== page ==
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Plain Sewing; Or, How To Encourage The Poor
by [?]

“Do you know of any poor body who does plain sewing?” asked Mrs. Lander of a neighbour upon whom she called for the particular purpose of making this inquiry. “I have a good deal of work that I want done, and I always like to give my plain sewing to people that need it.”

“I think I know of a person who will suit you,” replied Mrs. Brandon, the lady to whom the application had been made. “She is a poor widow woman, with four children dependent upon her for support. She sews neatly. Yesterday she brought me home some little drawers and night-gowns that were beautifully made. I am sure she will please you, and I know she deserves encouragement.”

“What is her name?”

“Mrs. Walton; and she lives in Larkin’s Court.”

“Thank you, ma’am. I will send for her this morning. You say she is very poor?”

“You may judge of that yourself, Mrs. Lander. A woman who has four children to support by the labour of her own hands cannot be very well off.”

“No–certainly not. Poor creature! I will throw all I can in her way, if her work should please me.”

“I am sure that will be the case, for she sews very neatly.”

Mrs. Lander having found out a poor woman who could do plain sewing–she was always more ready to employ persons in extreme poverty than those who were in more easy circumstances–immediately sent a summons for her to attend upon her ladyship. Mrs. Walton’s appearance, when she came, plainly enough told the story of her indigence.

“Mrs. Brandon informs me,” said Mrs. Lander, “that you do plain sewing very well, and that you stand in need of work. I always like to encourage the industrious poor.”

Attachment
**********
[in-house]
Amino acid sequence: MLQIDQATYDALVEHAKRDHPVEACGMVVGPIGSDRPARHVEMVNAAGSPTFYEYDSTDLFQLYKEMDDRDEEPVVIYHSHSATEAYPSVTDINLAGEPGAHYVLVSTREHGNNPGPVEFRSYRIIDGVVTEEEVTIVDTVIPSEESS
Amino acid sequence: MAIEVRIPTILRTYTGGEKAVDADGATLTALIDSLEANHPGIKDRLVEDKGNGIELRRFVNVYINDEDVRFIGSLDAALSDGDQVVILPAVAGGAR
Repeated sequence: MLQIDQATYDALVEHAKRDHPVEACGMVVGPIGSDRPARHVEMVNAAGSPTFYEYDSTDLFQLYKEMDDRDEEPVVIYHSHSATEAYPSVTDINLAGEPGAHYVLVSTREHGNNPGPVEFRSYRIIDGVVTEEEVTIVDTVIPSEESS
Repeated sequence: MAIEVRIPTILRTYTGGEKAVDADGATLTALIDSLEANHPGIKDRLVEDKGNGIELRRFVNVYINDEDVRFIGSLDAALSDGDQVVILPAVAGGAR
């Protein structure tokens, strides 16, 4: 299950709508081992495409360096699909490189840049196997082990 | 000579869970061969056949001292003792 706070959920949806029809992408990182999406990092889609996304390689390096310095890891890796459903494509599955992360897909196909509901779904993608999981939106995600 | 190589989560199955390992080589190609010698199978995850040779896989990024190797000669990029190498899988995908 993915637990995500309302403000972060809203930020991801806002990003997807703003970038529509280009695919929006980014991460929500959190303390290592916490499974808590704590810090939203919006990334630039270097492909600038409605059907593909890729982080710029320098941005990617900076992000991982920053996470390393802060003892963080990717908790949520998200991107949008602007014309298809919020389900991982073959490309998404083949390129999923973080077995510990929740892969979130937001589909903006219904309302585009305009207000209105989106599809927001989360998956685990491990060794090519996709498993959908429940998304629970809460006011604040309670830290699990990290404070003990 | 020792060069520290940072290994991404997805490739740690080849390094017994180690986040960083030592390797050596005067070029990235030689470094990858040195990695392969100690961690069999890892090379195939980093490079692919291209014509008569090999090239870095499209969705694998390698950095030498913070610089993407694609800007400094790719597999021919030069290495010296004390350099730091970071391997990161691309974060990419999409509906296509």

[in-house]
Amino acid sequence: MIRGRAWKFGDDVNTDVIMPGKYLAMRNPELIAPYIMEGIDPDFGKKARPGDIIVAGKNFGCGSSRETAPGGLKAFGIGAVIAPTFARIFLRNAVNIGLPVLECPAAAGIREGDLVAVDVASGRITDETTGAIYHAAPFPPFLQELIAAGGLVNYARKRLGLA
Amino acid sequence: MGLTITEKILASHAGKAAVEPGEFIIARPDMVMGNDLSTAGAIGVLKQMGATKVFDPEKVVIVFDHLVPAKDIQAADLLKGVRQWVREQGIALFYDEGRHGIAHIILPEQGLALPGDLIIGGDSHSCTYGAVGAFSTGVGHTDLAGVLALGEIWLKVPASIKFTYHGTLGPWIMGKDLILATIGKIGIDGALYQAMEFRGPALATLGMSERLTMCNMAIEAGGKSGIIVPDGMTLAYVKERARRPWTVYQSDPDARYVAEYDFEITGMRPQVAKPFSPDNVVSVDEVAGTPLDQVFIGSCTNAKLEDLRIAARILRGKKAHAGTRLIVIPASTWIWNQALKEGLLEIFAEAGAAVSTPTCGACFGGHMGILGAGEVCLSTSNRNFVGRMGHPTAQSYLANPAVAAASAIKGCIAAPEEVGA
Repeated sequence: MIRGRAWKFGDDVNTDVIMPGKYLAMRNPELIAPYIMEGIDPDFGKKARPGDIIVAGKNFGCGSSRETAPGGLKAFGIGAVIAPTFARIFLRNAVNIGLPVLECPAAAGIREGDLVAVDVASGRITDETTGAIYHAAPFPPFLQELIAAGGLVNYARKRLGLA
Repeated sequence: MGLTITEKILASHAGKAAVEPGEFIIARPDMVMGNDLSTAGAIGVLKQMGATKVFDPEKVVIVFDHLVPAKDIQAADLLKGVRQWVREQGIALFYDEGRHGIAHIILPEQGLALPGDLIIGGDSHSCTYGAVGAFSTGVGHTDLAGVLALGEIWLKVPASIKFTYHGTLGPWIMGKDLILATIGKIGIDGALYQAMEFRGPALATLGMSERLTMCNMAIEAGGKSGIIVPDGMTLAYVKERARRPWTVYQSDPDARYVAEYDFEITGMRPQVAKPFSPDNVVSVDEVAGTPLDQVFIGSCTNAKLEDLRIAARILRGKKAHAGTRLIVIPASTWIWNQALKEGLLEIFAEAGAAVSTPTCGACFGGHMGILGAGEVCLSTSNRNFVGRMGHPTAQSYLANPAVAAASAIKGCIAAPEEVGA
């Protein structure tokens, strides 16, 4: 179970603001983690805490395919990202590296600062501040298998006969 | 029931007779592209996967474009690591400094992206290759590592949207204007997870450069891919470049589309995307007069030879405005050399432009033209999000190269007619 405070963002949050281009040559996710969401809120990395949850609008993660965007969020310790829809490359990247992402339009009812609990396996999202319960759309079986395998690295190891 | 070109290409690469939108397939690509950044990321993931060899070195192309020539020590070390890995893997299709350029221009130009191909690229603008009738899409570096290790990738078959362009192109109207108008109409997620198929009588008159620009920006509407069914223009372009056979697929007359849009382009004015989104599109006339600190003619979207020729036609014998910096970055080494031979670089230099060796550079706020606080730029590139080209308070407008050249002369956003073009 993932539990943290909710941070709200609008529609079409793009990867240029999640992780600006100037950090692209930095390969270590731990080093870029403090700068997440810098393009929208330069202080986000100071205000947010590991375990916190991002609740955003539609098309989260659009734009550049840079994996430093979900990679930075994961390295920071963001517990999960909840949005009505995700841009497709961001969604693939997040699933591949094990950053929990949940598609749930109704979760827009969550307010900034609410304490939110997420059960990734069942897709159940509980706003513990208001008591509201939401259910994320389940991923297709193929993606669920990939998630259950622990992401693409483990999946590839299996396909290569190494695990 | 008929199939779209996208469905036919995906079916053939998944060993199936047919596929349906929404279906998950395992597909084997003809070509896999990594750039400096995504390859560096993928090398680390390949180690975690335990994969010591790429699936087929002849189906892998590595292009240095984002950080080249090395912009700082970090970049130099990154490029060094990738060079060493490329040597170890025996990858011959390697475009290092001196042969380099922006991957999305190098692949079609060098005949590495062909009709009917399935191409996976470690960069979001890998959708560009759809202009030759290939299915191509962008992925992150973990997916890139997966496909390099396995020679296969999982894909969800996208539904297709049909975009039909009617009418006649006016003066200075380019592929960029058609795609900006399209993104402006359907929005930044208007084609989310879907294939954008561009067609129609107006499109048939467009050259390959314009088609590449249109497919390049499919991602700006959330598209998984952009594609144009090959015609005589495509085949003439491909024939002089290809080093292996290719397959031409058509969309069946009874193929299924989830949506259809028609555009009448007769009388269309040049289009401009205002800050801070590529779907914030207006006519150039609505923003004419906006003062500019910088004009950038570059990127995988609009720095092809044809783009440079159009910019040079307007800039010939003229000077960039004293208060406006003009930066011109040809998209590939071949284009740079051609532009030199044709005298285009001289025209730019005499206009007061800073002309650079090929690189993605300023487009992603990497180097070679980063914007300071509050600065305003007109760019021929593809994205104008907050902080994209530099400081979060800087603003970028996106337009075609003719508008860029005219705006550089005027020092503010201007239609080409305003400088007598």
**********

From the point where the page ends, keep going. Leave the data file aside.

The woman inclined her head, and Mrs. Lander went on.

“Do you make shirts?”

“Yes, ma’am, sometimes.”

“Do you consider yourself a good shirt maker?”

“I don’t call myself any thing very extra; but people for whom I work seem generally pleased with what I do.”

“I have six shirts cut out for Mr. Lander. How soon can you make them?”

“I couldn’t make them all in less than a couple of weeks, as I have other work that must be done within that time.”

“Very well. That will do.”

The poor woman took the shirts home, feeling grateful to Mrs. Brandon for having recommended her, and thankful to get the work. In order to give satisfaction to both her new customer, and those for whom she already had work in the house, she divided her time between them, sewing one day for Mrs. Lander and the next on the work received before hers came in. At the end of a week, three of the shirts were ready, and, as she needed very much the money she had earned in making them, she carried them over to Mrs. Lander on Saturday afternoon.

“I have three of the shirts ready,” said she, as she handed to the lady the bundle she had brought.

“Ah! have you?” remarked Mrs. Lander, as, with a grave face, she opened the bundle and examined the garments. This examination was continued with great minuteness, and long enough almost to have counted every stitch in the garments. She found the shirts exceedingly well made; much better than she had expected to find them.

“When will you have the others ready?” she asked, as she laid them aside.

“I will try and bring them in next Saturday.”

“Very well.”

Then came a deep silence. The poor woman sat with the, fingers of both hands moving together uneasily, and Mrs. Lander looked away out of the window and appeared to be intent upon something in the street.

“Are these made to please you?” Mrs. Walton ventured to ask.

“They’ll do,” was the brief answer; and then came the same dead silence, and the same interest on the part of the lady in something passing in the street.